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Firestarter Films Moves Forward

Milwaukee film events draw attention

Jan. 13, 2010
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Having recently celebrated its first birthday, Firestarter Films is quickly gaining notoriety, and a following, for its bimonthly film festivals. Filmmakers and film lovers flock to the forum to screen independent films of any format or style, be it stop-motion animation, 3-D, documentaries or highlight reels of feature-length narratives. From its inception in November 2008 under founders Phil Koch and Shawn Monaghan, Firestarter has placed an emphasis on networking among local professionals in Milwaukee’s accelerating film industry. Because it isn’t a competition, the festival has the feel of a relaxed open-mic night for cinephiles.

The event has humble origins as a simple gathering of friends wanting to share their work with one another each week. Koch and Monaghan, who recently won Milwaukee’s 48 Hour Film Project 2009, were inspired to make their get-togethers public, so they rented Bay View’s Alchemist Theatre and managed to pull in 50 people for an evening of short film screenings. By the third event, the audience nearly doubled, proving to Koch and Monaghan that Milwaukee is home to more filmmakers than they imagined. Because of the supportive environment of the festival, the exposure it provides for its artists and its ability to connect a director with compatible collaborators, such as a musician to compose a film’s score, Firestarter Films’ events are experiencing phenomenal growth.

Koch and Monaghan show between 20 and 30 short films at each event, allowing time between screenings so attendees can discuss what they just saw. Critique sheets are handed out before the screenings and given directly to the filmmakers later in the evening. Because Firestarter Films doesn’t screen submitted films beforehand, the event can be wildly unpredictable. Artists can arrive the night of the festival with a DVD in hand and have it played—they just need to have the guts to personally introduce their work of staggering genius to the audience.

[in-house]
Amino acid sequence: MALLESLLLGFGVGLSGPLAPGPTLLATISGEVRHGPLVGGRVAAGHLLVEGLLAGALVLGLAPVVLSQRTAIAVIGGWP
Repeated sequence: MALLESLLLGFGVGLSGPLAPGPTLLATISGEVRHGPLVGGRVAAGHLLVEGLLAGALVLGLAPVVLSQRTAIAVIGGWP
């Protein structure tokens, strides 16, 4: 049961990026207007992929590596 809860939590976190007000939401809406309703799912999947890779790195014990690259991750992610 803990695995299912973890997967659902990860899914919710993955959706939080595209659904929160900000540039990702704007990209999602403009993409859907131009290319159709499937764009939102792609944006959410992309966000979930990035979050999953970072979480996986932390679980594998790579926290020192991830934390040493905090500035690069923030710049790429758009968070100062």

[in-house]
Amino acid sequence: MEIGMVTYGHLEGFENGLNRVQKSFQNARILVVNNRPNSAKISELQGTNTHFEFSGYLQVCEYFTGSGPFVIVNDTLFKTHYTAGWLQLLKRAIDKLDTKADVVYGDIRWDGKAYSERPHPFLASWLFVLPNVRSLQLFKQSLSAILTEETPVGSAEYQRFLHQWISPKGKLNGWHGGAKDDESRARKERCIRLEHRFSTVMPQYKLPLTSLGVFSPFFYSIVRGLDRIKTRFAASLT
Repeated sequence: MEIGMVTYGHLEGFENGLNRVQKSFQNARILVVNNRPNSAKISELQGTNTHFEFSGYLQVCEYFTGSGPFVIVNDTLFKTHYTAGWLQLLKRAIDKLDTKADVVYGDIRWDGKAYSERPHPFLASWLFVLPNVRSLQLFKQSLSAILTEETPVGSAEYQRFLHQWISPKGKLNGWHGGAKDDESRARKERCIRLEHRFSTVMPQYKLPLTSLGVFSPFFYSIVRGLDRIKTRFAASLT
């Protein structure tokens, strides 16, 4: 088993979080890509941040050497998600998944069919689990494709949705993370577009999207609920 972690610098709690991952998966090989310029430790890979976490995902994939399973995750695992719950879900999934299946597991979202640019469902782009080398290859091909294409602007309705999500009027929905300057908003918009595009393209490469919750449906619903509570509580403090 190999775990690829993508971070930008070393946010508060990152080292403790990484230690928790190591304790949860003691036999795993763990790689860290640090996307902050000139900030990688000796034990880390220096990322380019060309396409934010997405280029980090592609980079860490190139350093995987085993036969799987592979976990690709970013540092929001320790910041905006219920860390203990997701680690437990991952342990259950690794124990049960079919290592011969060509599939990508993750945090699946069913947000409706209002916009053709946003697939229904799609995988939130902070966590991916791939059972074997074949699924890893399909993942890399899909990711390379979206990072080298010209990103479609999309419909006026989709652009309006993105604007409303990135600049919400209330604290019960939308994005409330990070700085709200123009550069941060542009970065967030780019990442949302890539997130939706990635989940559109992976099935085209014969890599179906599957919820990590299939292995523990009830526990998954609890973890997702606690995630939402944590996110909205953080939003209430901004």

To accommodate their growing numbers, Koch and Monaghan moved the festival in August to bigger digs at Live Artists Studio in Walker's Point. In November, 175 people attended Firestarters’ one-year anniversary celebration to watch 26 local films. This Friday, Jan. 15, Firestarter Films will be hosting its seventh festival. While the program’s agenda is somewhat of a mystery, Monaghan did challenge fellow filmmakers at the last event to extrapolate on a short film he and Koch made called Brookfield. A parody of the film Cloverfield, the short film begins when an unseen monster rises from Lake Michigan, grabs the signature orange sculpture at the foot of Wisconsin Avenue and heaves it into the side of Borders (http://www.youtube.com/watch?v=1D5QNEDSFGg).

“The plan is to have everyone moving forward together,” Monaghan explains. “The great thing about Firestarter is that you can utilize it to reach your maximum potential… you just have to be motivated enough to do it.”

Live Artists Studio is located at 228 S. First St. There is a $5 cover for the Jan. 15 event. Networking begins at 6 p.m. and films will be screened at 7 p.m. For more information, visit www.firestarterfilms.com.


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